Welcome to the latest installment of the Wednesday Wake-Up Call, a roundup of the most pressing conservation issues important to anglers. Working with our friends at Trout Unlimited, Backcountry Hunters & Anglers, the Theodore Roosevelt Conservation Partnership, The Everglades Foundation, Captains for Clean Water, Bullsugar.org, and Conservation Hawks (among others), we’ll make sure you’ve got the information you need to understand the issues and form solid opinions.
If you know of an important issue–whether it’s national or local–that anglers should be paying attention to, comment below, and we’ll check it out!
1. Donations to TU’s Embrace A Stream Program are Multiplied This Week!
Since 1975, TU’s Embrace A Stream program has awarded more than $4.9 million in grants to over 1,100 local chapter projects that bring TU’s mission to the local level. This week, through Nov. 14, you can help TU chapters that you support – working to protect and restore rivers you love to fish – by going to www.embraceastream.org and donating $10 or more. Every dollar donated goes directly to that TU chapter project, and Orvis and TU are matching every dollar raised up to $1,000! help Orvis give back to the rivers and the sport of fly fishing that we all care so deeply about.
2. Bipartisan Infrastructure Package Boosts Conservation Efforts
Last week, the House of Representatives passed the bipartisan Infrastructure Investment and Jobs Act of 2021, a $1.2 trillion package that contains some important funding for trout and salmon conservation, as well as for other programs that will benefit land and water. Chris Wood, TU’s president and CEO, said:
“This legislation is potentially transformational. It reflects the understanding—which TU has championed for years—that our natural landscapes and waterways are the most important part of the infrastructure that sustains us. And it directly tackles some of the biggest challenges to our infrastructure posed by climate change.”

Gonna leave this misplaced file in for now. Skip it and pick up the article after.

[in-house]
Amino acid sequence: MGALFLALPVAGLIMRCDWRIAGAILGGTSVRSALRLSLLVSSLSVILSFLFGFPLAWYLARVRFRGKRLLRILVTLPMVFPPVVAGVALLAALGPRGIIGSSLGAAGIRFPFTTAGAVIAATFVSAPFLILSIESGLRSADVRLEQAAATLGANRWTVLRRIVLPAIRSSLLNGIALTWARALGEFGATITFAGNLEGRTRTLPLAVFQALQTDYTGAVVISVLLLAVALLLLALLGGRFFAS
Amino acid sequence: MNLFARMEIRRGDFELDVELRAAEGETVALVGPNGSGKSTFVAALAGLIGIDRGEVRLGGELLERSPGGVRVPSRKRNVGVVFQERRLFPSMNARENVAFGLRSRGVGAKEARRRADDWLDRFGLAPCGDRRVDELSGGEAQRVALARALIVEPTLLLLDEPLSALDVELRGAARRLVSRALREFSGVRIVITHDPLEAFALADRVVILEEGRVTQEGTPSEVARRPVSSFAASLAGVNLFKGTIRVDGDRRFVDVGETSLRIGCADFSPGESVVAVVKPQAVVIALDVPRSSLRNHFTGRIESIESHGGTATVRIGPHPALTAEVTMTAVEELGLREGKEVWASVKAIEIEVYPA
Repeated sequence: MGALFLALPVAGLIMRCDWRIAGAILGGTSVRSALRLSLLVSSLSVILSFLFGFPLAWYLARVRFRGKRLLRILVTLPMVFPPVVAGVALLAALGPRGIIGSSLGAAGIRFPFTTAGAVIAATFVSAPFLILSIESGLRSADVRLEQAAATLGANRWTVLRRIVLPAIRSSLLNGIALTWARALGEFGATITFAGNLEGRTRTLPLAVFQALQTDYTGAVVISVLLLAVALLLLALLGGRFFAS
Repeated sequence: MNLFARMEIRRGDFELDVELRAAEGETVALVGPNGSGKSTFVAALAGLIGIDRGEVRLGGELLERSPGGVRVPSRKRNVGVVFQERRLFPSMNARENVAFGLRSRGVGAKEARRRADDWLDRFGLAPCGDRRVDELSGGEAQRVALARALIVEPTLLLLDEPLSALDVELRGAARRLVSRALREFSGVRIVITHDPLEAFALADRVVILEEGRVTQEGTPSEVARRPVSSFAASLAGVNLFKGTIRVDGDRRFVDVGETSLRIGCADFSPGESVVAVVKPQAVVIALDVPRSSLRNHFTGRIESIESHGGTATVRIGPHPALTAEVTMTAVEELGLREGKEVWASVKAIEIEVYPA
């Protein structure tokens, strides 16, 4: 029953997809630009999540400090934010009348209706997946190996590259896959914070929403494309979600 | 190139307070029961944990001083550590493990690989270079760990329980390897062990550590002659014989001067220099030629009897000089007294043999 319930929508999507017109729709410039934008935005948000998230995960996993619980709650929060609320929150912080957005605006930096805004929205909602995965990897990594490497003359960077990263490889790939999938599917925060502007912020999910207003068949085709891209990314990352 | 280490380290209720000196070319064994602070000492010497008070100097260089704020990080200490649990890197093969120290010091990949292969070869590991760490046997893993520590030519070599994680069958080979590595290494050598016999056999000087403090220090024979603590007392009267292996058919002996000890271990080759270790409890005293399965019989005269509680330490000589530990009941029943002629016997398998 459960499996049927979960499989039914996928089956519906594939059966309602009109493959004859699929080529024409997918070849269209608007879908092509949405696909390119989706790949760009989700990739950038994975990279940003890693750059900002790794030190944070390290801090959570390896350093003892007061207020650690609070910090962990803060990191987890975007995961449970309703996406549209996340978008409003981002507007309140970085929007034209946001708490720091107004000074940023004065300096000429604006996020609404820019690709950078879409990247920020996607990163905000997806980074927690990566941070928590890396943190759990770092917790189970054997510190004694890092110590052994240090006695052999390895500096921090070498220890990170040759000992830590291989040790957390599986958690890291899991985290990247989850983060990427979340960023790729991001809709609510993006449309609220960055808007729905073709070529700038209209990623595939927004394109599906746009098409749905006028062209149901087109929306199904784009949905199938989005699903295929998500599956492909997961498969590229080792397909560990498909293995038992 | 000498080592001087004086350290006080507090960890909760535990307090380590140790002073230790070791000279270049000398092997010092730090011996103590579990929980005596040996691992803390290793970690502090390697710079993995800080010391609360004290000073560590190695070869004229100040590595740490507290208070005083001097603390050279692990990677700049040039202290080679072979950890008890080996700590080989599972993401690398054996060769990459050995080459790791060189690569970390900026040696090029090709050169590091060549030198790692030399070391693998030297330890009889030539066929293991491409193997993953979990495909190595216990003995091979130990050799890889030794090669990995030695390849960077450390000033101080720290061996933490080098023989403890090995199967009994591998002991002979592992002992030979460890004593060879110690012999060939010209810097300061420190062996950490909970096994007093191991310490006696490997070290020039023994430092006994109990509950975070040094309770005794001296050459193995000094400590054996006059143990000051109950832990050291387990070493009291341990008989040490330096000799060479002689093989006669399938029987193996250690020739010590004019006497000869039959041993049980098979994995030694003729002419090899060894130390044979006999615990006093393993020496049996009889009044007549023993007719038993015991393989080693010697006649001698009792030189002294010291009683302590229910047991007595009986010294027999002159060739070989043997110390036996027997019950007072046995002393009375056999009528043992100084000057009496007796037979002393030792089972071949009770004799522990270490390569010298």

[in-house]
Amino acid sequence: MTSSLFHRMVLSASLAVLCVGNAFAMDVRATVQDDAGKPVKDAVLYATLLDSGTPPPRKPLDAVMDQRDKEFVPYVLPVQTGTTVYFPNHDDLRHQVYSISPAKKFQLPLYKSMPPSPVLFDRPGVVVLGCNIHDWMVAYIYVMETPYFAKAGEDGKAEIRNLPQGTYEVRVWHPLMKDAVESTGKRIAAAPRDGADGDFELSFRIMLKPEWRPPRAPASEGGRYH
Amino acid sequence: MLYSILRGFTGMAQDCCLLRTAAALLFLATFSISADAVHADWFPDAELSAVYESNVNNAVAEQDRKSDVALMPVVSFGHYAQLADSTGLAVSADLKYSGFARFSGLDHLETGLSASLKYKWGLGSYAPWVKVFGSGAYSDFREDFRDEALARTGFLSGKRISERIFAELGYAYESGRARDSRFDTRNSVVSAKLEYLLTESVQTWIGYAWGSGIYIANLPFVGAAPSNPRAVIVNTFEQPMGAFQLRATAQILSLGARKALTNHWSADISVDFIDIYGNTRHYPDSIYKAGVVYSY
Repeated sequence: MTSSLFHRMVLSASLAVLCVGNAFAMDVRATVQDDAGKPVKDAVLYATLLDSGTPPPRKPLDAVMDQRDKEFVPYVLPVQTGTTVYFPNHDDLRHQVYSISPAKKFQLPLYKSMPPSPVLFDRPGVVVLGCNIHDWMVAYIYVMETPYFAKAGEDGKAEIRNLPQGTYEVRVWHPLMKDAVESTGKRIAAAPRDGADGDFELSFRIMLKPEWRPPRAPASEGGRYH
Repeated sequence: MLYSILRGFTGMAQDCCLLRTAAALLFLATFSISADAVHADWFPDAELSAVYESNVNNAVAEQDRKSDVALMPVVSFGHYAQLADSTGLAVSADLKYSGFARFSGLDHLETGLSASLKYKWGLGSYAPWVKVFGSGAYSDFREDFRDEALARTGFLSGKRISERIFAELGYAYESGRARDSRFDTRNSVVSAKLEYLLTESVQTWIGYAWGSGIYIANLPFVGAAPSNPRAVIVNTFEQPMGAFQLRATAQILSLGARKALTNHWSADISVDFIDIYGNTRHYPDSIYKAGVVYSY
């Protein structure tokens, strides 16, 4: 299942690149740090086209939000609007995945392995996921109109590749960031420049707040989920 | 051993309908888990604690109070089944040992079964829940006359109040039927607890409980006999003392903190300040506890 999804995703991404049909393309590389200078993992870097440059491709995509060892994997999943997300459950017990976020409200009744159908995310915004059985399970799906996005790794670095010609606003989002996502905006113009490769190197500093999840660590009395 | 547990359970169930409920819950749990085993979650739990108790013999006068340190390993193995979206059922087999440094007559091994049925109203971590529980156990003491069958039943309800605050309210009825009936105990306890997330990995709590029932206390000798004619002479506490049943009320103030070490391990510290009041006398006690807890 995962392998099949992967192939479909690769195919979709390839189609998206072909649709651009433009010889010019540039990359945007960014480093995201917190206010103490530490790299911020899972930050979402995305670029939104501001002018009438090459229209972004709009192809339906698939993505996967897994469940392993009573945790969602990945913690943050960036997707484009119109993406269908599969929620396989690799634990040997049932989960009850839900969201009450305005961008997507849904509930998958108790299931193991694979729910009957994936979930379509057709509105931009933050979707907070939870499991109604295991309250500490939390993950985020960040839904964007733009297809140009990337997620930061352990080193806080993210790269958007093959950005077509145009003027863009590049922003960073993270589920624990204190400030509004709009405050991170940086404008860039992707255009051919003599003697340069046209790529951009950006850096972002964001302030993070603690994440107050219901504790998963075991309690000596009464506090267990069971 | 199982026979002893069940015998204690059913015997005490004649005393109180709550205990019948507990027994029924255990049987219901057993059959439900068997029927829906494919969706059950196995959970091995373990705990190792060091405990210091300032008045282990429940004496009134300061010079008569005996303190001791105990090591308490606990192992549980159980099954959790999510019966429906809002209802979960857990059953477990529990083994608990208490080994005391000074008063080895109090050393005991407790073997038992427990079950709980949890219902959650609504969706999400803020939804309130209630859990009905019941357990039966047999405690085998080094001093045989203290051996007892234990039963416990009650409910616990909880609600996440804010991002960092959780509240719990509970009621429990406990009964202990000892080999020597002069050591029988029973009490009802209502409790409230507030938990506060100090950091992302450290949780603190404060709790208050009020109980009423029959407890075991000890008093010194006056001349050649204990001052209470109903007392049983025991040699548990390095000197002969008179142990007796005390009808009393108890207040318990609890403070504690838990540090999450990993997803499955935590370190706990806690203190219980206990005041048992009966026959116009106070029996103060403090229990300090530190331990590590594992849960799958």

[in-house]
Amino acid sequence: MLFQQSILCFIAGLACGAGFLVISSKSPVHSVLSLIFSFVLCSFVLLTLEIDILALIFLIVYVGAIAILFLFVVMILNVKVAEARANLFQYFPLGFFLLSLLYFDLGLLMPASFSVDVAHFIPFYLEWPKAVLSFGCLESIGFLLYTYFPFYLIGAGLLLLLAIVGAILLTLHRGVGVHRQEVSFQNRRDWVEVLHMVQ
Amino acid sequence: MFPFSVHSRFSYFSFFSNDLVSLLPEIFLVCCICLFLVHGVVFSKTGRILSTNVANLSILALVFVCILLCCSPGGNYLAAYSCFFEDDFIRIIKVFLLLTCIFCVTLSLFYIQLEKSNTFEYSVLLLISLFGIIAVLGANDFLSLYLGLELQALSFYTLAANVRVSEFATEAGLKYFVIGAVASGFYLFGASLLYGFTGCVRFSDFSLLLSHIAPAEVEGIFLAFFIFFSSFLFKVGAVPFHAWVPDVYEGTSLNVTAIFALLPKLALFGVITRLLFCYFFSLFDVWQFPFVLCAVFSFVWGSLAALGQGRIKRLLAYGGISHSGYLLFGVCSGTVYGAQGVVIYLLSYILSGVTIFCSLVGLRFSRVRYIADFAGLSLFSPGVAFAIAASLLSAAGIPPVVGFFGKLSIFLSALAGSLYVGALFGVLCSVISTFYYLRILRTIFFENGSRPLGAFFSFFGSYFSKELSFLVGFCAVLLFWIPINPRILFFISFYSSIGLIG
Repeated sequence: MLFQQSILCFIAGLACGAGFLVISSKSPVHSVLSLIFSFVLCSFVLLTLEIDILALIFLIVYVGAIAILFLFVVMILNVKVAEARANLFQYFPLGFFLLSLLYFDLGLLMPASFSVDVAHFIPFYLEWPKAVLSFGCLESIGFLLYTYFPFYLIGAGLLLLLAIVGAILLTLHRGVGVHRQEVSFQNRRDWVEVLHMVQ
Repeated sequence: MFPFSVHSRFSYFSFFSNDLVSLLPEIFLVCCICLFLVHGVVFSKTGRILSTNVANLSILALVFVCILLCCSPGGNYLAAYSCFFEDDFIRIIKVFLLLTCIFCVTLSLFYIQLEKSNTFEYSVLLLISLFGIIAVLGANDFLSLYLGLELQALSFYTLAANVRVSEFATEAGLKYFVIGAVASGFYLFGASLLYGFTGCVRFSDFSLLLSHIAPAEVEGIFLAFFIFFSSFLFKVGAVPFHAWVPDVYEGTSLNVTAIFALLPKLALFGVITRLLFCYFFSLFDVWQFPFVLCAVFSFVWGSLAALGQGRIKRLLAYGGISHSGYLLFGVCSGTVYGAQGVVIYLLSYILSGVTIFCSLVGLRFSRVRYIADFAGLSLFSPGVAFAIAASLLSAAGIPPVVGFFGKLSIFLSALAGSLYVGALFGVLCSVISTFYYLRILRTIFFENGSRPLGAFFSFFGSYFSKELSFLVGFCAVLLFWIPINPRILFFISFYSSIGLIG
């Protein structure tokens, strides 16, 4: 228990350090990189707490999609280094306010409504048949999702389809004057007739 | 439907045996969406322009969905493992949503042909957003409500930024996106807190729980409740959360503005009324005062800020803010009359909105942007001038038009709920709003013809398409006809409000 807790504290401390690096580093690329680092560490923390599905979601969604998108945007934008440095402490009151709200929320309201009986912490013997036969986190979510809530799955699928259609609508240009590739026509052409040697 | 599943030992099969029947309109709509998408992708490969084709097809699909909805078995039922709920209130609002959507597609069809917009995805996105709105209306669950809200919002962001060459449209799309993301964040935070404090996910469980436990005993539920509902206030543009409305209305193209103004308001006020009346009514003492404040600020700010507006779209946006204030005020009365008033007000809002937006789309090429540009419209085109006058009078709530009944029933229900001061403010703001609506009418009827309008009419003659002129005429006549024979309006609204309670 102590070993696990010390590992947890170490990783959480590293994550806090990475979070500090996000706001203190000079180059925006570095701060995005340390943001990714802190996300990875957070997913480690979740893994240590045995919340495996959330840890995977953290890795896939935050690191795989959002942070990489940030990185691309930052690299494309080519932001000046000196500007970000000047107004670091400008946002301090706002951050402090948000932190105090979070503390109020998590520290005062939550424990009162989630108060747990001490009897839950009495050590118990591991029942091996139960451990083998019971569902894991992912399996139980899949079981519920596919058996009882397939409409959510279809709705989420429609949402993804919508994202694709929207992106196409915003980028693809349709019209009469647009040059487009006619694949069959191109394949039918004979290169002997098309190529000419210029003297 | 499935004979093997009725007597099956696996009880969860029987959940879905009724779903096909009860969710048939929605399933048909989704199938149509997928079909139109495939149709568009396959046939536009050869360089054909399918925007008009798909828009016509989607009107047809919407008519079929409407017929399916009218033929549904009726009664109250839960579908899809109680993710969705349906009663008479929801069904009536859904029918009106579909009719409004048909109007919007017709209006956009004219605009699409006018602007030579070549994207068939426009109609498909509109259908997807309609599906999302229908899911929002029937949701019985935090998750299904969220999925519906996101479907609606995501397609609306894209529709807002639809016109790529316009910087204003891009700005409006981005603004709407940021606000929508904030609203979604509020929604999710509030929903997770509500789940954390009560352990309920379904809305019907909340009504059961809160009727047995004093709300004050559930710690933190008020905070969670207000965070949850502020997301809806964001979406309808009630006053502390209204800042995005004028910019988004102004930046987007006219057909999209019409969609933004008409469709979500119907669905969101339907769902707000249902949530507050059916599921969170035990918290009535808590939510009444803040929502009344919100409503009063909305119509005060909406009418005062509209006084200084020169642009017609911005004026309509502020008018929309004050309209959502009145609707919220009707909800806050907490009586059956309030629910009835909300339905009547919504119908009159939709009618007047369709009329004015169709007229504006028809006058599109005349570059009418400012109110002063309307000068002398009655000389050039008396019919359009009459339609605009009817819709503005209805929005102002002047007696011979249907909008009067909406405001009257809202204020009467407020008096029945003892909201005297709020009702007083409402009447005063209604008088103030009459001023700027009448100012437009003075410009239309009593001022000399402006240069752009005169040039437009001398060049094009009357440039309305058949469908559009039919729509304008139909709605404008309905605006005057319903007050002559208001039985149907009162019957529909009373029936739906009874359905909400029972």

Steve Kline, chief policy officer of the Theodore Roosevelt Conservation Partnership, weighed in, as well:
“The bipartisan infrastructure bill passed by the House tonight has not had the most straightforward path to completion, but the conservation provisions included in this package are a clear victory for American hunters and anglers, and they should be recognized and widely celebrated.”
3. Everglades Foundation CEO Says NOW is the Time for Everglades Restoration
The largest wetland restoration project on the planet is two-thirds of the way to the finish line (in theory at least), and now is the time to put pressure on politicians and decisions makers. According to Eric Eikenberg, CEO of the Everglades Foundation,
“[I]n our view, we’re in the last decade to get this restoration done. This is the last decade to get the restoration before you pivot to perpetual protection. Because there are forces out there that are going to slow you down and ensure there is foot-dragging. And whatever progress is being made, they may be out in the hinterlands trying to figure out a way to thwart the progress. So you have to be vigilant and operate with sense of immediacy.”
4. Protections for Bristol Bay are Back on Track
On Friday, October 29, the U.S. District Court for the District of Alaska overturned the Environmental Protection Agency’s (EPA’s) 2019 decision to withdraw the Bristol Bay 404(c) Proposed Determination, reinstating important protections for the headwaters of Bristol Bay. This victory concludes a two-year-long lawsuit by Trout Unlimited (TU) and comes in the wake of a recent ruling in favor of TU by the Ninth Circuit Court of Appeals.
According to Austin Williams, Alaska legal and policy director for Trout Unlimited,
“Today’s decision gets us back on track to finalizing protections for Bristol Bay’s headwaters and its world-class fisheries. As the science has shown time and time again, large-scale mining in the Bristol Bay headwaters would be catastrophic to the region’s fisheries, its economy, and its vibrant cultures. We look forward to working with the EPA to finalize these protections that are so critical to so many people.